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Kevin Bullis

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First Solar's Huge New Chinese Power Plant

The 2-gigawatt plant will be the world’s largest. But can First Solar’s technology be scaled up?

  • September 9, 2009

First Solar, a leading maker of solar panels, based in Tempe, AZ, has announced that it will build an enormous, 2,000 megawatt solar power plant in China, starting next year. Bloomberg reports that it will be the largest solar power plant in the world.

The move is evidence of the falling prices for photovoltaics, which convert sunlight directly into electricity and have historically been seen as too expensive for very large power plants. But although the new power plant will be large by historical standards for solar, it’s still a tiny fraction of the world’s total energy needs, which number in the millions of megawatts. And some experts warn that the kind of solar cell that First Solar makes cannot be made in the large numbers needed to supply a large part of the world’s electricity demands.

Typically, utilities have favored solar-thermal technology, which use heat from the sun to make steam that drives generators, for large power plants. For example, in California 6,000 megawatts worth of large solar projects are under review by the federal Bureau of Land Management, and all involve solar thermal. But First Solar, which makes “thin-film” solar cells, has been able to sharply drive down the cost of making photovoltaics, and is known for having the lowest manufacturing costs in the solar industry. (This is difficult to confirm, since not all solar companies publicly disclose their costs.)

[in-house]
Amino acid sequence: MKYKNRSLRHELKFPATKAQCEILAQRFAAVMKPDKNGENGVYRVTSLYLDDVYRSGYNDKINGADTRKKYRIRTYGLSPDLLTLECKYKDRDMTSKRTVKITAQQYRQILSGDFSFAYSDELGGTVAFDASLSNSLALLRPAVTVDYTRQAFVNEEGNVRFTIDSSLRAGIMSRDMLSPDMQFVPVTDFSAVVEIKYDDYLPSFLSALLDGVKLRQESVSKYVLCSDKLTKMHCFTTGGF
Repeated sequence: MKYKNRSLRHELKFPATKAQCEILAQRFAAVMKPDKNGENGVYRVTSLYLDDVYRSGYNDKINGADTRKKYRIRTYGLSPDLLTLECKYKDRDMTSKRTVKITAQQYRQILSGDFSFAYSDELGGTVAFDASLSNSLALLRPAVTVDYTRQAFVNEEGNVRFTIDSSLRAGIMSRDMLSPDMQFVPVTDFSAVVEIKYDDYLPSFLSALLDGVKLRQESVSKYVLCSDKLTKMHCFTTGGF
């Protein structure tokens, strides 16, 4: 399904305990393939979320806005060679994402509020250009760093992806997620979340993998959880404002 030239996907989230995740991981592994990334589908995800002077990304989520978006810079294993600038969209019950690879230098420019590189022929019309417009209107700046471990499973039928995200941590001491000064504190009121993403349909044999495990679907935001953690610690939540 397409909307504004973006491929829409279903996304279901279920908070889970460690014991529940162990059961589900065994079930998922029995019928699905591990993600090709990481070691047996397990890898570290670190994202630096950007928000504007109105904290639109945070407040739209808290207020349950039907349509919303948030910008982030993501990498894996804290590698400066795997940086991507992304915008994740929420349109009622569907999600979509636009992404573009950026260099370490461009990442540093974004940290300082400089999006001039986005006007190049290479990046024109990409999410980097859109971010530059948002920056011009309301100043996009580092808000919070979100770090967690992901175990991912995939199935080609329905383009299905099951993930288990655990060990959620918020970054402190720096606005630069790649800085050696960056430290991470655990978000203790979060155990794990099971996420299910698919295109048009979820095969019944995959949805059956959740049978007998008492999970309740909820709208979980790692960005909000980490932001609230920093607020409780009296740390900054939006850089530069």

However, First Solar’s cells use tellurium, a relatively rare element, which could limit the number that can be built in a year. And, according to one recent report, the availability of tellurium could limit worldwide production of such cells to about 10,000 megawatts per year, even though very little tellurium is used in each solar cell.

First Solar has disputed concerns about the availability of tellurium, saying there is plenty to be had for the foreseeable future. But to reach millions of megawatts of solar cells, we will likely need a variety of solar cells, especially ones based on common materials such as silicon.

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